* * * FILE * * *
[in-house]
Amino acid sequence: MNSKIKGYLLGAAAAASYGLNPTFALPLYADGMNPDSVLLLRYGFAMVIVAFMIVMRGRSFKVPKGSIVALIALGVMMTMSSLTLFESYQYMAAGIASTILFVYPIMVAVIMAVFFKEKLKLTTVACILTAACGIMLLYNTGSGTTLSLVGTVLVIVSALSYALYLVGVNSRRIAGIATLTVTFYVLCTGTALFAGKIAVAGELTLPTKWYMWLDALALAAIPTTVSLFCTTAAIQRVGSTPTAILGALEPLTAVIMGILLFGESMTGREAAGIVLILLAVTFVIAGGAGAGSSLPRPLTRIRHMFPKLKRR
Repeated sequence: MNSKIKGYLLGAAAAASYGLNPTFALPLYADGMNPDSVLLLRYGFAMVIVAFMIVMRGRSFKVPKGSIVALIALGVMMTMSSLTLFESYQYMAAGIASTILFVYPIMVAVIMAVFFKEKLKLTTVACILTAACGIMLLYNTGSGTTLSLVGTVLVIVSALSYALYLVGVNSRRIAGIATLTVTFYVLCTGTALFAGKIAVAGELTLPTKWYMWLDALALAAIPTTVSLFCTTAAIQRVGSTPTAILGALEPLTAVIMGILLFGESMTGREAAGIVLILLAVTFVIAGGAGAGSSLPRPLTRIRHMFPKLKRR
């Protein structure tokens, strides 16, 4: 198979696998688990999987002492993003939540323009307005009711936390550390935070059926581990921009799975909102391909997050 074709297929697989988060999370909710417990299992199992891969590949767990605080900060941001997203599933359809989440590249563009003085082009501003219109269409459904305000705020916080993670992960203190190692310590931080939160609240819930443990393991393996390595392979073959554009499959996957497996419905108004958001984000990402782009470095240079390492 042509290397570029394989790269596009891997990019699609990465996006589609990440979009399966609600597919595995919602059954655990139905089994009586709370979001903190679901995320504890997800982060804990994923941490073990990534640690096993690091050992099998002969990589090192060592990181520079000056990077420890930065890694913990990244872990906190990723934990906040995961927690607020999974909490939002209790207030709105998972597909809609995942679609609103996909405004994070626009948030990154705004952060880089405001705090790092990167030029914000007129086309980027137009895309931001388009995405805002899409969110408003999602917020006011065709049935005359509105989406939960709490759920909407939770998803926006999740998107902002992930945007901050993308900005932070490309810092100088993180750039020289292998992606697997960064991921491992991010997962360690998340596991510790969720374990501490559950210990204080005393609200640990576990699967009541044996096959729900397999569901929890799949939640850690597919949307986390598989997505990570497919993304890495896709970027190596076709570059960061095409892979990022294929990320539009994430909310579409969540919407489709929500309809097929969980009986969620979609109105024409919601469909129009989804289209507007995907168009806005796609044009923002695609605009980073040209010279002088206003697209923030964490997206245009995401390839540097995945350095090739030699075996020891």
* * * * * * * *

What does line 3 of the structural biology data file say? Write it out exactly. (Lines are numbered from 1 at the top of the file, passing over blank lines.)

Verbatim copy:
Repeated sequence: MNSKIKGYLLGAAAAASYGLNPTFALPLYADGMNPDSVLLLRYGFAMVIVAFMIVMRGRSFKVPKGSIVALIALGVMMTMSSLTLFESYQYMAAGIASTILFVYPIMVAVIMAVFFKEKLKLTTVACILTAACGIMLLYNTGSGTTLSLVGTVLVIVSALSYALYLVGVNSRRIAGIATLTVTFYVLCTGTALFAGKIAVAGELTLPTKWYMWLDALALAAIPTTVSLFCTTAAIQRVGSTPTAILGALEPLTAVIMGILLFGESMTGREAAGIVLILLAVTFVIAGGAGAGSSLPRPLTRIRHMFPKLKRR